Thus the confessions are not the bottom of a theological well from which Lutheran theologians thereafter would draw, but instead the confessions are the peak of the mountain, the mountain which is the theology of Martin Luther. But if that mountain remains unknown to us, how then are we to understand our task as pastors today in view of the Lutheran confessions?” (Paul Strawn, “Rediscovering the Theology of the Small Catechism, i.e. Martin Luther”)

Luther was great and is always edifying to read. But he did not approach salvation by following a great theologian, unless you consider (as some do) Paul the church’s first great theologian. Here, though, Paul had an advantage over Luther. He was infallible.

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We’re Supposed to Believe Evangelicals Care about Nicea?

While evangelical leaders and some of their critics debate the complexities of Trintarian theology (thanks, mind you, to prior considerations of the relations between the sexes – ahem), please keep in mind two points.

First, evangelical Protestants never — NEH VEH — cared about Nicea. If they knew about Nicea, they certainly didn’t know the Council of Constantinople of 381 (wasn’t that a Muslim city?). Just look at some evangelical statements on the Trinity:

God has revealed himself to be the living and true God, perfect in love and righteous in all his ways, one in essence, existing eternally in the three persons of the Trinity: Father, Son, and Holy Spirit. (Fuller Seminary, flagship seminary of the neo-evangelical movement)

We believe that there is one God, eternally existent in three persons: Father, Son and Holy Spirit. (National Association of Evangelicals)

By way of comparison:

In the unity of the Godhead there be three persons, of one substance, power, and eternity: God the Father, God the Son, and God the Holy Ghost: the Father is of none, neither begotten, nor proceeding; the Son is eternally begotten of the Father; the Holy Ghost eternally proceeding from the Father and the Son. (OPC Confession of Faith 2.3)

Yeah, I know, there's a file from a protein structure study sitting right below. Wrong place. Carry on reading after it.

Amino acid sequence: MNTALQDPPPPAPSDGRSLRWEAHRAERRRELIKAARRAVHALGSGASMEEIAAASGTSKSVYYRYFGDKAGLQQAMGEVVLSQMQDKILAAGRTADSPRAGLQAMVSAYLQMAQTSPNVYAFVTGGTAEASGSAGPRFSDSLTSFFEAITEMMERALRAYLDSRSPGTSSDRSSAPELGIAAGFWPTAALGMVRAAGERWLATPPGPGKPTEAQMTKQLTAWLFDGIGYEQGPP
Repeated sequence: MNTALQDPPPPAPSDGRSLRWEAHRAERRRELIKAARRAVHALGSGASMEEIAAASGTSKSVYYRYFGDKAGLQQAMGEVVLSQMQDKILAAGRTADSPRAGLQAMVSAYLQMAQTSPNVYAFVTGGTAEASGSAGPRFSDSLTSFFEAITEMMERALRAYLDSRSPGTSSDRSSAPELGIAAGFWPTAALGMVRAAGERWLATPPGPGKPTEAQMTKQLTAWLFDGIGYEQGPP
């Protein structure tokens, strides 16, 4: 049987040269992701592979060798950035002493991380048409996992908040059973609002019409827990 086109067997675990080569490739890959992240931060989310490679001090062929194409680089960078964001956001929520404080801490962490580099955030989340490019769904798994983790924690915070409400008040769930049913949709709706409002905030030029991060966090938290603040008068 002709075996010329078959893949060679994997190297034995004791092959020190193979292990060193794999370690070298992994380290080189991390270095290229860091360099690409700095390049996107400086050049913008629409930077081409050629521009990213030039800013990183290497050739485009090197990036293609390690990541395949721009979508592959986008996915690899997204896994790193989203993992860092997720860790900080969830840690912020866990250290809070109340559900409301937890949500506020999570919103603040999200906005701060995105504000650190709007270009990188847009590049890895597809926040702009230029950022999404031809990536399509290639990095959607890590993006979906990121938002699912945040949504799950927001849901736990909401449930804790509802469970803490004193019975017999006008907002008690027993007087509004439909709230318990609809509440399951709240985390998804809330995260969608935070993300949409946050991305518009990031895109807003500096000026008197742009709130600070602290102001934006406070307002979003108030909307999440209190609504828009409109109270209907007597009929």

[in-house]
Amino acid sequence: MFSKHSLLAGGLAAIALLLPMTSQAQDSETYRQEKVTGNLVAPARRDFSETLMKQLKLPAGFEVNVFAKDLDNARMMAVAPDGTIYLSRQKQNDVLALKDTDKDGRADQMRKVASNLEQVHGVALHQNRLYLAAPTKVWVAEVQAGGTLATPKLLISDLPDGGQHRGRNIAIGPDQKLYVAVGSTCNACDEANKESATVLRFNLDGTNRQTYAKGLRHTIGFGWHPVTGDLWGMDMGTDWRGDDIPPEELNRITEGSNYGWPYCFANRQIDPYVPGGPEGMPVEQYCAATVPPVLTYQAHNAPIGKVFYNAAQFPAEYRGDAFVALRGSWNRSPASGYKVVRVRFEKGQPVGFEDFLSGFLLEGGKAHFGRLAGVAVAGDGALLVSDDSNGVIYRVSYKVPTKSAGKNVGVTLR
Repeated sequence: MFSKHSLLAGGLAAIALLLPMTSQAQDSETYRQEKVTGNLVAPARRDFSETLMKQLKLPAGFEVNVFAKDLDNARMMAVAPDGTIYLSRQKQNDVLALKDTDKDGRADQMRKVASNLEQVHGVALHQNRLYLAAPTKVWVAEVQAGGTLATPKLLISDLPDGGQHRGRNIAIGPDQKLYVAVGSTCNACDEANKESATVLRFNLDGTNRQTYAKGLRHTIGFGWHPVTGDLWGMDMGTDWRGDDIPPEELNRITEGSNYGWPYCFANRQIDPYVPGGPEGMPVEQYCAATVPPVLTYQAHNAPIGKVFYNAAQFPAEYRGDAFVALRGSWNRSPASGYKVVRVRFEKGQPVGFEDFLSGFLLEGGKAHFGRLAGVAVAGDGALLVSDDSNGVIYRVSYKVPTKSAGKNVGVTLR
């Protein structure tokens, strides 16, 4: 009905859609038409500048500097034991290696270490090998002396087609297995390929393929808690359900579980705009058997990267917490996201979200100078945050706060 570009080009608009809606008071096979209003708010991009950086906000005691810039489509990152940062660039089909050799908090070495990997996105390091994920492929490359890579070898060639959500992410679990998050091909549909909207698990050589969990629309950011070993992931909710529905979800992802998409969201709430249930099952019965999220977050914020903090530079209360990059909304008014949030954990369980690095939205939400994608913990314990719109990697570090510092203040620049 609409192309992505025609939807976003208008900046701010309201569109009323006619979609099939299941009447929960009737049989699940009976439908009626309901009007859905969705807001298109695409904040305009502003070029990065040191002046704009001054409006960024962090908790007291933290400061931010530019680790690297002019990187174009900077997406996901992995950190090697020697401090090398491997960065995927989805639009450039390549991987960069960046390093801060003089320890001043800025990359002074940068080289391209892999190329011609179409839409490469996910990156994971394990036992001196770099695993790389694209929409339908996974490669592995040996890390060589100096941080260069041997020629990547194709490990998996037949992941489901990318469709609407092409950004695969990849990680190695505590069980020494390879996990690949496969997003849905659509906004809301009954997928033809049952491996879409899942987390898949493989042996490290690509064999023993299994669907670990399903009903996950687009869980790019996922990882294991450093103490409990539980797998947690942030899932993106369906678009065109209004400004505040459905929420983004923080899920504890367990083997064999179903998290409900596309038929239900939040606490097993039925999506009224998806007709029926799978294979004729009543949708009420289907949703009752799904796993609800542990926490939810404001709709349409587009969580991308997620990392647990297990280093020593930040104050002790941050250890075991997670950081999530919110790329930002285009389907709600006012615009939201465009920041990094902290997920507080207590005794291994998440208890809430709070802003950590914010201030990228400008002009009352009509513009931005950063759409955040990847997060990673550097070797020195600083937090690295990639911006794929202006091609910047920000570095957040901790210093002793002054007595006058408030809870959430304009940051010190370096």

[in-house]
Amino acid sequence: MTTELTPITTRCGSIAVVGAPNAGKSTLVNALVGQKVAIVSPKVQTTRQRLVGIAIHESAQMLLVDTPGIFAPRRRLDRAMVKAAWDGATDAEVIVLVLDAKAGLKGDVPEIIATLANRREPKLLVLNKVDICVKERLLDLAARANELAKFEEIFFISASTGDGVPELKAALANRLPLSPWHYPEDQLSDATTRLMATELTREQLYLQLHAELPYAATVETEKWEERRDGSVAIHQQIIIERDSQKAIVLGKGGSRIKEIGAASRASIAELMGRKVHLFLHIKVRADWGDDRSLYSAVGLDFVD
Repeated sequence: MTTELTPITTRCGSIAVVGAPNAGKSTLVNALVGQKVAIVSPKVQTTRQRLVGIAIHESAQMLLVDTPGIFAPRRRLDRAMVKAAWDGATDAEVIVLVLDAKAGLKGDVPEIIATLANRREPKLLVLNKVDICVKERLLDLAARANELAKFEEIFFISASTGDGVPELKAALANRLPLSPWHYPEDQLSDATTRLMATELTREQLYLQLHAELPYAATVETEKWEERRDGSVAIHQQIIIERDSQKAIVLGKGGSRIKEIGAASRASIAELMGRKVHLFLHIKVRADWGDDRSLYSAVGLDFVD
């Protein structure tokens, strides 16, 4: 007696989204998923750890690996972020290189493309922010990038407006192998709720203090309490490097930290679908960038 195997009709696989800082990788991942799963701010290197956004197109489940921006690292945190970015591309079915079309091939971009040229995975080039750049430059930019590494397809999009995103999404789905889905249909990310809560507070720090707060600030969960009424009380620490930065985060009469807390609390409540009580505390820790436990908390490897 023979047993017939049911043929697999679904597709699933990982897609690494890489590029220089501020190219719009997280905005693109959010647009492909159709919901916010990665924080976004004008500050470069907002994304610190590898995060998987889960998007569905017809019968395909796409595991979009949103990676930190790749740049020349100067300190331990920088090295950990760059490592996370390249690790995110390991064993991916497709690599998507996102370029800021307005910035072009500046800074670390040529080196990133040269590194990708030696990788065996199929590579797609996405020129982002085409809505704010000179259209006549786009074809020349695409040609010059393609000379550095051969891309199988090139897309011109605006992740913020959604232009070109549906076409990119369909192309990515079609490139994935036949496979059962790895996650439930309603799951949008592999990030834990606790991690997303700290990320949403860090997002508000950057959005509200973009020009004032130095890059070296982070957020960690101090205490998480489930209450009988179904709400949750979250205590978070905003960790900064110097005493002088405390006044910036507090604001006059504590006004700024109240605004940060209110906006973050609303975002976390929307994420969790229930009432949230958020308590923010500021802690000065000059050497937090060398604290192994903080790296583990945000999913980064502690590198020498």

Our Churches, with common consent, do teach that the decree of the Council of Nicaea concerning the Unity of the Divine Essence and concerning the Three Persons, is true and to be believed without any doubting; that is to say, there is one Divine Essence which is called and which is God: eternal, without body, without parts, of infinite power, wisdom, and goodness, the Maker and Preserver of all things, visible and invisible; and yet there are three Persons, of the same essence and power, who also are coeternal, the Father, the Son, and the Holy Ghost. And the term “person” they use as the Fathers have used it, to signify, not a part or quality in another, but that which subsists of itself. (Augsburg Confession)

So when Carl Trueman writes:

In light of the last few weeks, the American conservative evangelical movement as a whole has been exposed as theologically thin in its doctrine and historically eccentric in its priorities. As the war of words dies down, the subsequent peace must bring with it ecumenical consequences. It cannot simply involve papering over the obvious cracks in order to return to gospel business as usual.

Does he really mean to say “the last few weeks”? What about the last century does he not appreciate?